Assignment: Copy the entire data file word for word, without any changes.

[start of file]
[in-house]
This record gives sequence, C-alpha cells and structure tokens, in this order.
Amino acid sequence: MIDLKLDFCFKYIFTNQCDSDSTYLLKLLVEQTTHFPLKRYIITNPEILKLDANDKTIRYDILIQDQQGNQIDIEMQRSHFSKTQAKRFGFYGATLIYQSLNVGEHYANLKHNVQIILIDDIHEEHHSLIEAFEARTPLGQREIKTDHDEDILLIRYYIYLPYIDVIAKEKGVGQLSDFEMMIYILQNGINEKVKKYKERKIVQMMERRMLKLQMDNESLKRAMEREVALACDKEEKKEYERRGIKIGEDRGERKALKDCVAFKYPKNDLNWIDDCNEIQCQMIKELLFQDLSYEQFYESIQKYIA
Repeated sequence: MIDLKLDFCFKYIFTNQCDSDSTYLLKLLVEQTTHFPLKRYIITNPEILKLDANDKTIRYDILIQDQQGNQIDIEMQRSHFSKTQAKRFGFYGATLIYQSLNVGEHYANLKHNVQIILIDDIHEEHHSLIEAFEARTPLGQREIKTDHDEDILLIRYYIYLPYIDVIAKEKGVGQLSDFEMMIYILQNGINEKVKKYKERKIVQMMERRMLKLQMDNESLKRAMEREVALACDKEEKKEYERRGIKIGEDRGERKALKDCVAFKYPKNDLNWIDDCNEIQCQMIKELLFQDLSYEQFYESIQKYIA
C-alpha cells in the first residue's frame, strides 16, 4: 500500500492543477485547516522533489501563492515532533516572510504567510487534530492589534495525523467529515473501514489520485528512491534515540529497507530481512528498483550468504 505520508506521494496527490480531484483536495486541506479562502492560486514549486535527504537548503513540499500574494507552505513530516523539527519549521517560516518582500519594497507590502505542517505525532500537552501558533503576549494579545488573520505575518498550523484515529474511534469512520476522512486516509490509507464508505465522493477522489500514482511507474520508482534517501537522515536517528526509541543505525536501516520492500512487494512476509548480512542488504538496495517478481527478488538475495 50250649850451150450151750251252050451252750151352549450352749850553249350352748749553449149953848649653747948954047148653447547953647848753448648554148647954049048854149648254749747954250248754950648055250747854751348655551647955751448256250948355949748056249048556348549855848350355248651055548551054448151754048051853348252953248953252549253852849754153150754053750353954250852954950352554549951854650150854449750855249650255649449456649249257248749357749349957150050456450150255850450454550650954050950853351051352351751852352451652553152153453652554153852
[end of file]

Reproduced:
[in-house]
This record gives sequence, C-alpha cells and structure tokens, in this order.
Amino acid sequence: MIDLKLDFCFKYIFTNQCDSDSTYLLKLLVEQTTHFPLKRYIITNPEILKLDANDKTIRYDILIQDQQGNQIDIEMQRSHFSKTQAKRFGFYGATLIYQSLNVGEHYANLKHNVQIILIDDIHEEHHSLIEAFEARTPLGQREIKTDHDEDILLIRYYIYLPYIDVIAKEKGVGQLSDFEMMIYILQNGINEKVKKYKERKIVQMMERRMLKLQMDNESLKRAMEREVALACDKEEKKEYERRGIKIGEDRGERKALKDCVAFKYPKNDLNWIDDCNEIQCQMIKELLFQDLSYEQFYESIQKYIA
Repeated sequence: MIDLKLDFCFKYIFTNQCDSDSTYLLKLLVEQTTHFPLKRYIITNPEILKLDANDKTIRYDILIQDQQGNQIDIEMQRSHFSKTQAKRFGFYGATLIYQSLNVGEHYANLKHNVQIILIDDIHEEHHSLIEAFEARTPLGQREIKTDHDEDILLIRYYIYLPYIDVIAKEKGVGQLSDFEMMIYILQNGINEKVKKYKERKIVQMMERRMLKLQMDNESLKRAMEREVALACDKEEKKEYERRGIKIGEDRGERKALKDCVAFKYPKNDLNWIDDCNEIQCQMIKELLFQDLSYEQFYESIQKYIA
C-alpha cells in the first residue's frame, strides 16, 4: 500500500492543477485547516522533489501563492515532533516572510504567510487534530492589534495525523467529515473501514489520485528512491534515540529497507530481512528498483550468504 505520508506521494496527490480531484483536495486541506479562502492560486514549486535527504537548503513540499500574494507552505513530516523539527519549521517560516518582500519594497507590502505542517505525532500537552501558533503576549494579545488573520505575518498550523484515529474511534469512520476522512486516509490509507464508505465522493477522489500514482511507474520508482534517501537522515536517528526509541543505525536501516520492500512487494512476509548480512542488504538496495517478481527478488538475495 50250649850451150450151750251252050451252750151352549450352749850553249350352748749553449149953848649653747948954047148653447547953647848753448648554148647954049048854149648254749747954250248754950648055250747854751348655551647955751448256250948355949748056249048556348549855848350355248651055548551054448151754048051853348252953248953252549253852849754153150754053750353954250852954950352554549951854650150854449750855249650255649449456649249257248749357749349957150050456450150255850450454550650954050950853351051352351751852352451652553152153453652554153852